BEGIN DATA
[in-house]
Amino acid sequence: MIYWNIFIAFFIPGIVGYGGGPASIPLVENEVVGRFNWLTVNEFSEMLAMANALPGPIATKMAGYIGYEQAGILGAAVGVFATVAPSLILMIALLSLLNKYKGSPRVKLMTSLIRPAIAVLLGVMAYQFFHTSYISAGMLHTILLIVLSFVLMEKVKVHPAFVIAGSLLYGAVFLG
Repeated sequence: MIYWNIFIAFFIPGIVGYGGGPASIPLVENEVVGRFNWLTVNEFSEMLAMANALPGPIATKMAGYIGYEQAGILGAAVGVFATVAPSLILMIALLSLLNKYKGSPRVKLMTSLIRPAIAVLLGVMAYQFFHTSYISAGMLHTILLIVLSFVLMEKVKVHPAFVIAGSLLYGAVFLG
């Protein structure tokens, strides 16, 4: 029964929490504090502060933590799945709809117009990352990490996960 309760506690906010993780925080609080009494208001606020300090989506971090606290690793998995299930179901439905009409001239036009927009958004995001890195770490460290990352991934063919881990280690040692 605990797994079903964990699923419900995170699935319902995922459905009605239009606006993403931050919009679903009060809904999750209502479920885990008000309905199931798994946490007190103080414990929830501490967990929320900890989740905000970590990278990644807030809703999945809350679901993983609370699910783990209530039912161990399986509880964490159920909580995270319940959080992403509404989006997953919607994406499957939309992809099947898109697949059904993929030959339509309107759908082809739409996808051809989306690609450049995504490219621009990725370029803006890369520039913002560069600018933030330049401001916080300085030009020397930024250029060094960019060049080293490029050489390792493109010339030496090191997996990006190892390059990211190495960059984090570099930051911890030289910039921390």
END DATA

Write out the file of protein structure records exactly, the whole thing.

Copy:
[in-house]
Amino acid sequence: MIYWNIFIAFFIPGIVGYGGGPASIPLVENEVVGRFNWLTVNEFSEMLAMANALPGPIATKMAGYIGYEQAGILGAAVGVFATVAPSLILMIALLSLLNKYKGSPRVKLMTSLIRPAIAVLLGVMAYQFFHTSYISAGMLHTILLIVLSFVLMEKVKVHPAFVIAGSLLYGAVFLG
Repeated sequence: MIYWNIFIAFFIPGIVGYGGGPASIPLVENEVVGRFNWLTVNEFSEMLAMANALPGPIATKMAGYIGYEQAGILGAAVGVFATVAPSLILMIALLSLLNKYKGSPRVKLMTSLIRPAIAVLLGVMAYQFFHTSYISAGMLHTILLIVLSFVLMEKVKVHPAFVIAGSLLYGAVFLG
């Protein structure tokens, strides 16, 4: 029964929490504090502060933590799945709809117009990352990490996960 309760506690906010993780925080609080009494208001606020300090989506971090606290690793998995299930179901439905009409001239036009927009958004995001890195770490460290990352991934063919881990280690040692 605990797994079903964990699923419900995170699935319902995922459905009605239009606006993403931050919009679903009060809904999750209502479920885990008000309905199931798994946490007190103080414990929830501490967990929320900890989740905000970590990278990644807030809703999945809350679901993983609370699910783990209530039912161990399986509880964490159920909580995270319940959080992403509404989006997953919607994406499957939309992809099947898109697949059904993929030959339509309107759908082809739409996808051809989306690609450049995504490219621009990725370029803006890369520039913002560069600018933030330049401001916080300085030009020397930024250029060094960019060049080293490029050489390792493109010339030496090191997996990006190892390059990211190495960059984090570099930051911890030289910039921390």